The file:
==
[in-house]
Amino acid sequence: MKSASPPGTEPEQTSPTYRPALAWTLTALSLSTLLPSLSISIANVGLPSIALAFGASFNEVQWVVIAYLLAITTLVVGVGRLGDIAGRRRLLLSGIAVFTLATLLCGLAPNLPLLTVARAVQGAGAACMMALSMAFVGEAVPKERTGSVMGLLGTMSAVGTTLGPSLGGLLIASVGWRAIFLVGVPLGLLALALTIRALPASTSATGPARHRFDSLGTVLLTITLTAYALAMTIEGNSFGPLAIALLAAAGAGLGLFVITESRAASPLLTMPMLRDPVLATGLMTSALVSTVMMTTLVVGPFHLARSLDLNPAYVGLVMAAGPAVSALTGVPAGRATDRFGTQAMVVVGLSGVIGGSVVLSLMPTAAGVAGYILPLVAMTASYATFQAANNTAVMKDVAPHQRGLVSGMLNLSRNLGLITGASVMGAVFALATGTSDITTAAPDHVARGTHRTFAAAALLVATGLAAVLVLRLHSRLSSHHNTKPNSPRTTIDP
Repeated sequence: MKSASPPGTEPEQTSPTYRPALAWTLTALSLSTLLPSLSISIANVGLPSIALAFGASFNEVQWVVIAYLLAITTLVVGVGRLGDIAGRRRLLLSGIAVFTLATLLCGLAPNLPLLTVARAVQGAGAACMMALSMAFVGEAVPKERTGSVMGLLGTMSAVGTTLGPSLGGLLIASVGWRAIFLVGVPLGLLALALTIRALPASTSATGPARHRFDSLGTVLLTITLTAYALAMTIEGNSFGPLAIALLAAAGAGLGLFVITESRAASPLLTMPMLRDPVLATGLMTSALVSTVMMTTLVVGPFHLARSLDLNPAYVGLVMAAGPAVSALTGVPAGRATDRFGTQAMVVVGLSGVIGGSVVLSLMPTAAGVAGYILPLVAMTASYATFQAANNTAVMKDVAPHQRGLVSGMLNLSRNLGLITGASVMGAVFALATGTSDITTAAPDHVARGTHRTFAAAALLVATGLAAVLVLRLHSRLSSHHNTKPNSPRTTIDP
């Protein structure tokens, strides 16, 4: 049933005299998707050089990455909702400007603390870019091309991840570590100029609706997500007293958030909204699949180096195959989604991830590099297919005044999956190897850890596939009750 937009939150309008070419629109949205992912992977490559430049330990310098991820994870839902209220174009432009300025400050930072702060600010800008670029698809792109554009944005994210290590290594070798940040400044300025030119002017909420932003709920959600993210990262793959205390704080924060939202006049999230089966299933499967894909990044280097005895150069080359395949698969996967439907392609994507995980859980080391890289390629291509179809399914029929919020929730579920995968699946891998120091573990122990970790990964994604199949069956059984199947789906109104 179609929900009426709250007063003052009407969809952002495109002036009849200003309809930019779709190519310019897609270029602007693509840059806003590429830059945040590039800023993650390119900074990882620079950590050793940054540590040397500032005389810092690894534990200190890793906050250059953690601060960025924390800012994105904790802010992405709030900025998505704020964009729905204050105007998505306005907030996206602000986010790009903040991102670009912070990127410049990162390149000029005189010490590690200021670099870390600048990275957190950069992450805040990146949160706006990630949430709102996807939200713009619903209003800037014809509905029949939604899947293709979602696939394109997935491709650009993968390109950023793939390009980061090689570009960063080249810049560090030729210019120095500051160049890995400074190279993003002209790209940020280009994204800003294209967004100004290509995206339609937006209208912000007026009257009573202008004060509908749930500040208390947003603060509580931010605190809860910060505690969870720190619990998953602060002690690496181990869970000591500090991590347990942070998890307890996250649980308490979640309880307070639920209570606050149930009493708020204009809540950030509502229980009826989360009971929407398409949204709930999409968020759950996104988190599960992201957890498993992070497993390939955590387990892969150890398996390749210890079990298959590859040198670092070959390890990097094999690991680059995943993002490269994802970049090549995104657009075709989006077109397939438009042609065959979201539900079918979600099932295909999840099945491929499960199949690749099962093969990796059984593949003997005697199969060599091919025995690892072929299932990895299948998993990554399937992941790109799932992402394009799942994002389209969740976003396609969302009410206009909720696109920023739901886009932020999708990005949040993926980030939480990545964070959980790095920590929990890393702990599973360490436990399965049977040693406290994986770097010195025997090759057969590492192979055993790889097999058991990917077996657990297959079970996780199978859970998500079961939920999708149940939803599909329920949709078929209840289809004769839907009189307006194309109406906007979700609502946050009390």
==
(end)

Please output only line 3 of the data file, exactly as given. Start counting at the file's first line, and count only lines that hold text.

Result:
Repeated sequence: MKSASPPGTEPEQTSPTYRPALAWTLTALSLSTLLPSLSISIANVGLPSIALAFGASFNEVQWVVIAYLLAITTLVVGVGRLGDIAGRRRLLLSGIAVFTLATLLCGLAPNLPLLTVARAVQGAGAACMMALSMAFVGEAVPKERTGSVMGLLGTMSAVGTTLGPSLGGLLIASVGWRAIFLVGVPLGLLALALTIRALPASTSATGPARHRFDSLGTVLLTITLTAYALAMTIEGNSFGPLAIALLAAAGAGLGLFVITESRAASPLLTMPMLRDPVLATGLMTSALVSTVMMTTLVVGPFHLARSLDLNPAYVGLVMAAGPAVSALTGVPAGRATDRFGTQAMVVVGLSGVIGGSVVLSLMPTAAGVAGYILPLVAMTASYATFQAANNTAVMKDVAPHQRGLVSGMLNLSRNLGLITGASVMGAVFALATGTSDITTAAPDHVARGTHRTFAAAALLVATGLAAVLVLRLHSRLSSHHNTKPNSPRTTIDP